Wellcome Centre for Integrative Neuroimaging, FMRIB, Nuffield Department of Clinical Neurosciences, University of Oxford
Pre-registration has the potential to change how neuroscience research is performed. Its benefits may be hotly debated, but if you’re reading this post you’re probably at least curious about when pre-registration may be a good idea. Here, I’m going to share 10 tips that I wish I had known at the beginning of my journey into pre-registration. I won’t go into depth about the benefits of pre-registration and the various debates about it, which have been covered elsewhere.
For all the talk about pre-registration in the research community, pre-registered studies are still relatively rare. A preprint by Hardwicke et al. estimates that 5% of psychology studies are pre-registered, and the percentage is probably even lower in neuroimaging (although see this preprint for a more optimistic outlook).
The low uptake of pre-registration in neuroimaging may be partially because it can feel daunting to pre-register a study for the first time, especially in a field where previous examples are hard to come by. In the spirit of open science, in this post I will share some tips and tricks from the perspective of an early-career researcher who finished their first pre-registered study while knowing little about pre-registration, and open science in general.
I’ve summarised these tips and tricks in 10 points:
Presented on behalf of the OHBM Diversity and Inclusivity Committee
The OHBM Diversity and Inclusivity Committee (DIC) strives to engage in open dialogue with the community in order to better serve its diverse membership. We are committed to continually educating ourselves regarding issues that impact all members, with a focus on ensuring an inclusive experience for everyone at OHBM sponsored activities. In January 2021, the DIC collected feedback from the OHBM membership in a survey entitled: “Survey of Member Views on Inclusivity at OHBM”. This survey was designed to collect quantitative metrics and qualitative responses regarding feelings of “belongingness” in our membership. Free response questions were included to identify areas of concern for OHBM to work on improving. Finally, the survey also collected demographics and other identification characteristics of our membership.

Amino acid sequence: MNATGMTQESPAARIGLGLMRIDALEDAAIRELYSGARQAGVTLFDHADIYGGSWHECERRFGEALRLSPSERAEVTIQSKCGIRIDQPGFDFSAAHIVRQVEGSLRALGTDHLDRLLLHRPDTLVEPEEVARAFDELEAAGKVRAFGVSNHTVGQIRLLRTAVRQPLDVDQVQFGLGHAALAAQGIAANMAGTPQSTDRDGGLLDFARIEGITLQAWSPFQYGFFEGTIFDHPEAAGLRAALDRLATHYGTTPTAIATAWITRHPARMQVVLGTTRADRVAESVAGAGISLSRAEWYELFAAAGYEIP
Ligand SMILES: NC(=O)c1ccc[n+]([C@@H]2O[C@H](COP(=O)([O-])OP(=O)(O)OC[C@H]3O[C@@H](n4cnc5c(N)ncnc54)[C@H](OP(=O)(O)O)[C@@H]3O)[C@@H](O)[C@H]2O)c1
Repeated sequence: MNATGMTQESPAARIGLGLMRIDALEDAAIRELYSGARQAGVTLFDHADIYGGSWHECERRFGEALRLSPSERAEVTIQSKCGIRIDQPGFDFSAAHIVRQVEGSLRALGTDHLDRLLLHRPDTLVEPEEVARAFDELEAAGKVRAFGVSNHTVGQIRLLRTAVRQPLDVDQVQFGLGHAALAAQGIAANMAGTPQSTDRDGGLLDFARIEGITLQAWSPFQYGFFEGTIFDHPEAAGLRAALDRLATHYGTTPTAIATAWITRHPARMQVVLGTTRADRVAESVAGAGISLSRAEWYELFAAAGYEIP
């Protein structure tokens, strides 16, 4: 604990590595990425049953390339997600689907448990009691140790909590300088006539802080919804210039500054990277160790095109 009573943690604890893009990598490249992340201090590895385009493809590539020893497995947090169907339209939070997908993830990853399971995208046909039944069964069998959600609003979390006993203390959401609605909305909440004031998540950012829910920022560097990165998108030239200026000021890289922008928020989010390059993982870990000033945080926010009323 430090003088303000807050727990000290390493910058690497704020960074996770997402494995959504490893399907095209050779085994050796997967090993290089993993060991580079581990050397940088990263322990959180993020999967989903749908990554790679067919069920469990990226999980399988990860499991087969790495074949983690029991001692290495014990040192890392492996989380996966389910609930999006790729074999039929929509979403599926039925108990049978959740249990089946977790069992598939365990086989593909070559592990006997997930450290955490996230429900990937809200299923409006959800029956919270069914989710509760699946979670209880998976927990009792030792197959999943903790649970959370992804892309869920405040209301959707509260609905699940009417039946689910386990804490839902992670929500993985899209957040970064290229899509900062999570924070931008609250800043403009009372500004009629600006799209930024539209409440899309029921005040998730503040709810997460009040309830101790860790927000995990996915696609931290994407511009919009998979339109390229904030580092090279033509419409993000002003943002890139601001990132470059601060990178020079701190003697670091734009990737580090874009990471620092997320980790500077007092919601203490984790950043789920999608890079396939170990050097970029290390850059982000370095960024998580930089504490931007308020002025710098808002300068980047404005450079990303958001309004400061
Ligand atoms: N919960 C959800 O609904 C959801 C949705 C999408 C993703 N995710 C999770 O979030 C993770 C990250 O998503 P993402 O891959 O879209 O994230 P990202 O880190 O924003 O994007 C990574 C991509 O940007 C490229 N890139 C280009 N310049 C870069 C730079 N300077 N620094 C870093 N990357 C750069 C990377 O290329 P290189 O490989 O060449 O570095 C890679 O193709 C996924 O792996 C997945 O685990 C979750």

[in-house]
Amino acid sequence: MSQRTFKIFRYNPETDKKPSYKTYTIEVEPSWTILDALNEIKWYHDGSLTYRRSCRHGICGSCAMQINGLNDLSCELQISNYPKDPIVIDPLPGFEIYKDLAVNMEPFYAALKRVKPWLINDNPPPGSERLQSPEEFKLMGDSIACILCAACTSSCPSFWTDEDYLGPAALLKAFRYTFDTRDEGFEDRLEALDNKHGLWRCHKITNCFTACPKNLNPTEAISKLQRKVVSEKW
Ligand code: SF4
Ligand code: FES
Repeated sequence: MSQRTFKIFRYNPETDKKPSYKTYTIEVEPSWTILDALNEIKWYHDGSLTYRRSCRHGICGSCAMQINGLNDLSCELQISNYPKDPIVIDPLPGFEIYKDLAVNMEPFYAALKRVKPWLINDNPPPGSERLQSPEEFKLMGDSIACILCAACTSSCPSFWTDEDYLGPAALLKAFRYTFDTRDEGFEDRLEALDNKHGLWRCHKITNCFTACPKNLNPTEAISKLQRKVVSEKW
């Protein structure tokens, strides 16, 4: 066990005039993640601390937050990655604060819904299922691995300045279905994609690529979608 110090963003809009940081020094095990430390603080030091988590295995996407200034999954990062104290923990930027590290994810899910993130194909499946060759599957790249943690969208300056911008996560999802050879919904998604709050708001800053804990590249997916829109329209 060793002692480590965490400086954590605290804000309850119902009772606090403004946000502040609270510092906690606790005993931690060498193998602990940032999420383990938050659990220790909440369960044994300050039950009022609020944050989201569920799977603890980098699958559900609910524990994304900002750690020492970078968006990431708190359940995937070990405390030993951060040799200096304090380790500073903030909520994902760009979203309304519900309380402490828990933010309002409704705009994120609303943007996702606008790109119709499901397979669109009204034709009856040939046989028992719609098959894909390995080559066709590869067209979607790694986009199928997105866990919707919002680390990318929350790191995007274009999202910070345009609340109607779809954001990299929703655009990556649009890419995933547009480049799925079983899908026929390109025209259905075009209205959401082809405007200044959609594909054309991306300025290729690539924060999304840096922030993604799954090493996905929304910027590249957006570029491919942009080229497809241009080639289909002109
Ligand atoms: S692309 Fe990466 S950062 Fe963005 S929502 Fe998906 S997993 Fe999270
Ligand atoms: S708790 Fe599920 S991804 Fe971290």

Here we present a summary of survey responses and provide suggestions for addressing the concerns raised.
This is an ongoing conversation – please leave comments below.
Looking forward to this year’s OHBM annual meeting, but not sure what to expect from a conference in 2022? While OHBM2022 will have both a hybrid and virtual experience, meeting in-person in Glasgow will offer unique opportunities to (re-)connect with brain-mapping colleagues. The Student-Postdoc Special Interest Group (SP-SIG) has some tips and tricks for making the most of the in-person experience! Check out their post below, originally shared on the SP-SIG blog.
This year, the Organization for Human Brain Mapping (OHBM) is planning an in person, hybrid Annual Meeting from Sunday, June 19th to Thursday, June 23rd at the Scottish Event Campus (SEC) in Glasgow, Scotland. Virtual keynotes and poster sessions will occur from June 7–8th, 2022. Scientific conferences are an integral part of most scientific disciplines, providing scientists of all career stages the opportunity to share new research. They allow attendees to deepen their understanding of a topic, to meet new people, and to gain fresh perspectives in different disciplines. Multiple days of uninterrupted learning and sharing of ideas with others in the neuroimaging community might sound like a dream come true to some. It may be quite daunting for others, as we emerge from two years of remote life, with limited social stimulation. Furthermore, for many, this will be the first in-person conference of their scientific careers. Here, we hope to share some tips and guidelines for maximizing your experience at the conference.
The OHBM Standards and Best Practices (SBP) committee aims to advance the work of our community by helping to develop and promote best scientific practices within the field. Committee co-chairs Jack Van Horn and Peter Bandettini sat down with Ilona Lipp and Claude Bajada to learn more about the history of and ongoing efforts in the committee.
Here we briefly exchange ideas on how OHBM can help in maximizing the quality of science by introducing people to the best practice recommendations—for instance, through the Committee on Best Practices in Data Analysis and Sharing (COBIDAS), which was initiated by the OHBM Council in June 2014.